Border Lines: The Border Arts Workshop Goes High Tech
Village Voice, September 26, 1989

High technology has been traditionally denied to us and this is a political fact which we must acknowledge. Do you know of any Chicanos, blacks or Americans Indians who can just walk down the street, enter into a video studio, and borrow some equipment?
-Guillermo Gómez-Peña
Cinematograph, vol. 3, 1988

For two months this past summer, Guillermo Gómez-Peña and the seven other Mexican, Chicano, and Anglo artists who make up the San Diego-based Border Arts Workshop/Taller de Arte Fronterizo (BAW/TAF), could hardly complain about a lack of access to technology. They worked at San Francisco's Capp Street Project (a prestigious artists' residency and exhibition center), surrounded by modern communications hardware including fax and Xerox machines, an 800 phone line, and video equipment. For the Border Axes project, the art world's savviest exemplars of multiculturalism took a new and ambitious approach to symbolically dissolving the border in pursuit of their vision of synthetic, North-South consciousness. A June 6 press release announced that the multidisciplinary collective would develop nothing less than "an alternative news/information/analysis/criticism/distribution center to promote communication between different communities in Mexico and the U.S."

BAW/TAF would link the Capp Street Project site by fax with 12 far-flung institutions ranging from Postarte (an association of Latin-American artists in Mexico City) to CUNY's Center for the Study of Women and Society, and from Highways (a performance space in Los Angeles) to the Washington Project for the Arts. Social issues such as immigration, homelessness, and AIDS would be addressed through the filters of artwork and information. The project's breadth was encapsulated in BAW/TAF member Emily Hick's remark to me that "we can't just talk about restructuring the art world; we have to talk about reconstructing society." Simultaneously intriguing and off-putting, Border Axes was clearly a project in search of itself.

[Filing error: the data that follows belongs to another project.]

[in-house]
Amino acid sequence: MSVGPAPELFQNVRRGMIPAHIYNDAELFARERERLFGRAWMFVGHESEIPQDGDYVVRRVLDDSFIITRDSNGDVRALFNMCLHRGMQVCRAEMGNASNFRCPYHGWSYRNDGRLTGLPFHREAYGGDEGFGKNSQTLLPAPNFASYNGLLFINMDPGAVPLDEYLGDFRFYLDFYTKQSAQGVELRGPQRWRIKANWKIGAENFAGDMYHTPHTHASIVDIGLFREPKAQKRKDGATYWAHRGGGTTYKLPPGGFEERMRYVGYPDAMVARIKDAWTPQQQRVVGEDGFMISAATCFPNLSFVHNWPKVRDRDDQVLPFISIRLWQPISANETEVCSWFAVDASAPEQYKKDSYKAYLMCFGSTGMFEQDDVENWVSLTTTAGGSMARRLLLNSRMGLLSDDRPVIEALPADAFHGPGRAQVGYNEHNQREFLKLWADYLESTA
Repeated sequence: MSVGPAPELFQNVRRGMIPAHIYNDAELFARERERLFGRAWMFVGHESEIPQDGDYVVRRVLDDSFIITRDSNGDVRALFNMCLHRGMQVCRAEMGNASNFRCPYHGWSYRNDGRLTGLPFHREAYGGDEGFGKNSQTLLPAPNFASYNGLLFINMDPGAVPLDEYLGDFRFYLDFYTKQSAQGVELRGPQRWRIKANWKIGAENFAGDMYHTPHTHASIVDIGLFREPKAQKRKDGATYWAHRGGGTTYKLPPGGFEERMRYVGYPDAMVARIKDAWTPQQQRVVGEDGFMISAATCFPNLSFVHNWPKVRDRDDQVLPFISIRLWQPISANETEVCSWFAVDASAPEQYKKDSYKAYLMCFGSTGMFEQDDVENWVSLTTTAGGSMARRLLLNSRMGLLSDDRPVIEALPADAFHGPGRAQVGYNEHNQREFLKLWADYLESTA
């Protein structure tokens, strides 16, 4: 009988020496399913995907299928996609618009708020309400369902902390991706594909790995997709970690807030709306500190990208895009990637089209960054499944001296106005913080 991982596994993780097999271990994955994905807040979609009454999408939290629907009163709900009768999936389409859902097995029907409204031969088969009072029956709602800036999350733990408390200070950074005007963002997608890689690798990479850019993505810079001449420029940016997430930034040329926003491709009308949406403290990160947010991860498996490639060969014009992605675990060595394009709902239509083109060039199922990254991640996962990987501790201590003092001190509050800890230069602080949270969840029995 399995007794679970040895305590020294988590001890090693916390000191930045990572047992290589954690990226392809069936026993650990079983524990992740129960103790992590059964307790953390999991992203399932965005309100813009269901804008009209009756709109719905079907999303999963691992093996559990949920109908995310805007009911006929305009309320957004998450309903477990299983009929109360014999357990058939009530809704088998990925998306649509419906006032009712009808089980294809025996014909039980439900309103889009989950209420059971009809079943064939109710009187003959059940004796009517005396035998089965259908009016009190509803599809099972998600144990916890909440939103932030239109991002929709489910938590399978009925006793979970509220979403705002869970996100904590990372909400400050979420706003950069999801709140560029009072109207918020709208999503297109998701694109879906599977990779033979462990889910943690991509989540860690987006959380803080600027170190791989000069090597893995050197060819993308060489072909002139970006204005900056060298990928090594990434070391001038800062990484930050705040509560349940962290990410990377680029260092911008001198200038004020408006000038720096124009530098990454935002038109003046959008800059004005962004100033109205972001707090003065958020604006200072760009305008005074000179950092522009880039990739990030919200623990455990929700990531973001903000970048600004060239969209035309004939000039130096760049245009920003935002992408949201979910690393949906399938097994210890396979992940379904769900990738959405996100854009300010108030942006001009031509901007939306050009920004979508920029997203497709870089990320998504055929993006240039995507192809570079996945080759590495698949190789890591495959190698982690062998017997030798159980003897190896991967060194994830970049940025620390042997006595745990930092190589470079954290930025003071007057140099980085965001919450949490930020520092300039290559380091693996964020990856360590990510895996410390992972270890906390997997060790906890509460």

BAW/TAF hit San Francisco in two human waves. On July 3, Bertha Jottar, Gerardo Navarro, Robert Sanchez, and Michael Schnorr arrived to activate the fax network. They also transformed the gallery into a reading room environment ringed with informational installations about censorship and the border, gave radio interviews, and even performed at the fourth International Anarchist Conference and Festival, which was coincidentally subtitled "Without Borders."

Two of the tireless foursome--Sanchez and Schnorr--were replaced during the first week of August by Gómez-Peña, Hicks, Victor Ochoa, Rocio Weiss, and Hugo Sanchez, a Tijuana performance artist and BAW/TAF guest. This changing of the guard allowed the group to catch its collective breath and indulge in some good old-fashioned self-criticism. The project's highly conceptual, laboratory-like process hadn't yet yielded clearly defined--or exhibitable--results. Some local Hispanic artists were pressuring the group to produce a museum-style installation, and Ann Hatch, Capp Street Project's founder, worried aloud to me, saying that she hoped "they can either make a visual statement or get the community network to happen, but not do both halfway."

The tension between presenting art objects and creating a communications network dogged the collective and forced its members to continually redefine Border Axes. The new crew made dramatic changes in the visual presentation at the Capp Street site. It replaced the simple installations with a simulated border of chain-link fencing that stretched across the gallery entry and sported a NO TRESPASSING sign. The show's new centerpiece was the Techno-Altar, a table-based tableau coupling the communications hardware with cacti, Day of the Dead skeletons, and even a lumpy little effigy of Jesse Helms. A testament to BAW/TAF's multicultural raison d'être and a reminder of the upscale gallery's location on the literal border of the predominantly Hispanic Mission District, it certainly demonstrated BAW/TAF's ability to create on demand--but probably failed to satisfy those hungry for art objects, anyway.